Herttoniemi Manor, its estate and adjoining buildings have a colourful history. Over the years the estate has gone through all the typical stages of development, which mark the history of manors in general. In the Middle Ages several allodium estates were located in the Manor area.
In the 16th century Herttoniemi village comprised of four allodium estates. Together with the Båtsvik domain they were integrated into one big manor of approximately 800 hectares. Augustin Ehrensvärd, the famed builder of the fortification of Suomenlinna, purchased the Manor in 1752. Later he established brickworks in Tammisalo in order to provide building material for the fortification. Ten years later a porcelain factory was set up in Herttoniemi with Ehrensvärd and merchant Johan Sederholm among its co-owners.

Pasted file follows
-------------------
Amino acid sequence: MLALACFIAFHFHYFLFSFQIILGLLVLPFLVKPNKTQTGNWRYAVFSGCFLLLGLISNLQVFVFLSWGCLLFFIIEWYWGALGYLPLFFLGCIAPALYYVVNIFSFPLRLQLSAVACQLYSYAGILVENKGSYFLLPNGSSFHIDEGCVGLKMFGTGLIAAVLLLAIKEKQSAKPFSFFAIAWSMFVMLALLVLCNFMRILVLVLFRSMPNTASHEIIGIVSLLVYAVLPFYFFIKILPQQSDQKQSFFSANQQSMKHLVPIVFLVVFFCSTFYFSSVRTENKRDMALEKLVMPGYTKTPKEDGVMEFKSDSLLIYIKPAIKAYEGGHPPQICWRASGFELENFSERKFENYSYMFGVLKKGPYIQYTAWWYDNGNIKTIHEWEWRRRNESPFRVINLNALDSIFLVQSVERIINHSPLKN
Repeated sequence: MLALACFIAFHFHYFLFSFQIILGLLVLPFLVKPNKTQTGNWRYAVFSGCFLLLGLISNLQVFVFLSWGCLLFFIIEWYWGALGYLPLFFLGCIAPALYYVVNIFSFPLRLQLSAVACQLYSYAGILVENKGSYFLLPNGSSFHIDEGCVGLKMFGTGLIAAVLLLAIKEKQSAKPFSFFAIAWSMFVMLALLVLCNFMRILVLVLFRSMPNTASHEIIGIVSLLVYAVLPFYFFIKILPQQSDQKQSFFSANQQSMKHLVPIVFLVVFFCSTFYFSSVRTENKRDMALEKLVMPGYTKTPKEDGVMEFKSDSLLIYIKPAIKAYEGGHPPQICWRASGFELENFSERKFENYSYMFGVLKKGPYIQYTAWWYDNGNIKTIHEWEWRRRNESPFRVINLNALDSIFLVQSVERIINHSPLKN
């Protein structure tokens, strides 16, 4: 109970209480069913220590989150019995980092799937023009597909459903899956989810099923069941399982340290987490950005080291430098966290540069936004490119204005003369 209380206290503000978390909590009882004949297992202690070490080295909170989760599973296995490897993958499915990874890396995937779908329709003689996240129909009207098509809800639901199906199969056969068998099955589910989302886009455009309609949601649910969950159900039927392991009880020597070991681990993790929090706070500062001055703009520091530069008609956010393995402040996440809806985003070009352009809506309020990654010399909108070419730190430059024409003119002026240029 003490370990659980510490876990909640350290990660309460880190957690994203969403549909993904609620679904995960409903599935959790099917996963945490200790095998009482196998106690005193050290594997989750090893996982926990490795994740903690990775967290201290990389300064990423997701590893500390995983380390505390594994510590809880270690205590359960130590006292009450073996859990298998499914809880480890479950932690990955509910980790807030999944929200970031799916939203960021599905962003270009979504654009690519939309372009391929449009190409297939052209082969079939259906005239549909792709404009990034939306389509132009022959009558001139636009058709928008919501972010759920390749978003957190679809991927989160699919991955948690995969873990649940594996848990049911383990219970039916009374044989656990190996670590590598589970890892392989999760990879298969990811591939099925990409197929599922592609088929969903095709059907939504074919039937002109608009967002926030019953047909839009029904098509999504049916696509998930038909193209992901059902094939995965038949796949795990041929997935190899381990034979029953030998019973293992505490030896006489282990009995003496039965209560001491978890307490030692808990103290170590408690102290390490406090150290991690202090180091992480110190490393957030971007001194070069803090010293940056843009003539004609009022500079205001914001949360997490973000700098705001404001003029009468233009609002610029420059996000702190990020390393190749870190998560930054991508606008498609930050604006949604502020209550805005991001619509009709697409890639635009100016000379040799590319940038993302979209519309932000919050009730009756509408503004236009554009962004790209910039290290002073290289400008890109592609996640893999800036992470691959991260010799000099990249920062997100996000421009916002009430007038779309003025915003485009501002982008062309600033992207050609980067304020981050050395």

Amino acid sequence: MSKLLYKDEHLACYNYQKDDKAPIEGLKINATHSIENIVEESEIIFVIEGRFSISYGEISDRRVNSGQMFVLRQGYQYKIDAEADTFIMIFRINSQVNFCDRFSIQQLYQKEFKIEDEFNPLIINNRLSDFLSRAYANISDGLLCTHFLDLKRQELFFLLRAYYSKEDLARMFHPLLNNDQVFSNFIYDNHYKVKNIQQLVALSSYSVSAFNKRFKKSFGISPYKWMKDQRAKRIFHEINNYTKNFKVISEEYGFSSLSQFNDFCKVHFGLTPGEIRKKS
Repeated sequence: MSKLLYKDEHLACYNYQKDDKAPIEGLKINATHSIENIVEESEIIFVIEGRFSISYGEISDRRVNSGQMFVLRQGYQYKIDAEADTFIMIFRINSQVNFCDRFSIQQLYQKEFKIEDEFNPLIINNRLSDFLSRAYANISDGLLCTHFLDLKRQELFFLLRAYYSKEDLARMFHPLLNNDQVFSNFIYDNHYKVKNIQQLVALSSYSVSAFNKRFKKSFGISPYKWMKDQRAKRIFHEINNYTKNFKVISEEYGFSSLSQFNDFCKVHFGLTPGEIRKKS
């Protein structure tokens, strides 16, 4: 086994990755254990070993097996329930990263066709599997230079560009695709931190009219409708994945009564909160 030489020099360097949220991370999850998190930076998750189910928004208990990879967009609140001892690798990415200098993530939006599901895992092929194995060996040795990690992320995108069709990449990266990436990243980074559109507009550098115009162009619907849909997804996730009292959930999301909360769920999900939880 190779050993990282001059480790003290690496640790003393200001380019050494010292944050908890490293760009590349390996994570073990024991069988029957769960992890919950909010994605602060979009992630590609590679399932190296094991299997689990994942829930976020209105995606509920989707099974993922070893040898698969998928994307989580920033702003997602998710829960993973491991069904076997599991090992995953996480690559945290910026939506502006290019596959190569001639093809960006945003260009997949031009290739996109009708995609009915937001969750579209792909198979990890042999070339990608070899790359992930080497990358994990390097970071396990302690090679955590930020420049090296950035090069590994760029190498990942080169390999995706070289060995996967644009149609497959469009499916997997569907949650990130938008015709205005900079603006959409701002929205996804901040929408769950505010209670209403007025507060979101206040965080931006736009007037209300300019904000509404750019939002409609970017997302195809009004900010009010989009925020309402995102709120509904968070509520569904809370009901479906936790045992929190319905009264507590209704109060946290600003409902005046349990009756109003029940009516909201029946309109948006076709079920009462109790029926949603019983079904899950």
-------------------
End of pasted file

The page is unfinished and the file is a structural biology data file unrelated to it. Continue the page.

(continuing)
In 1810s, the new owner, admiral Carl Olof Cronstedt, converted the porcelain factory into living quarters (the main building) according to plans drawn up by Pehr Granstedt. An additional storey was built on to the building, which was then covered with a low saddle roof. The midsection of the facade is marked by two sturdy pilasters and crowned with a tympanum and a semicircle window. In the 1880s, a balcony was added to the northern façade, a terrace with pillars to the southern façade as well as a narrow staircase to the western gable.
The descendants of Cronstedt sold the Manor in 1859 to C.G. Bergbom, a county treasurer from Oulu. His heirs in turn sold a major part of the estate’s land property in 1916. After the death of the last proprietor of the estate Johan Bergbom in 1917, the main building and the remaining land property were donated to the association Svenska Odlingens Vänner i Helsinge. Herttoniemi Manor has housed a museum since 1925.
In the early 1920s the Finnish film industry discovered the stunning estate with its exquisite park. The Manor has served as the scenic backdrop for several films.
Photos: Jouko Keski-Säntti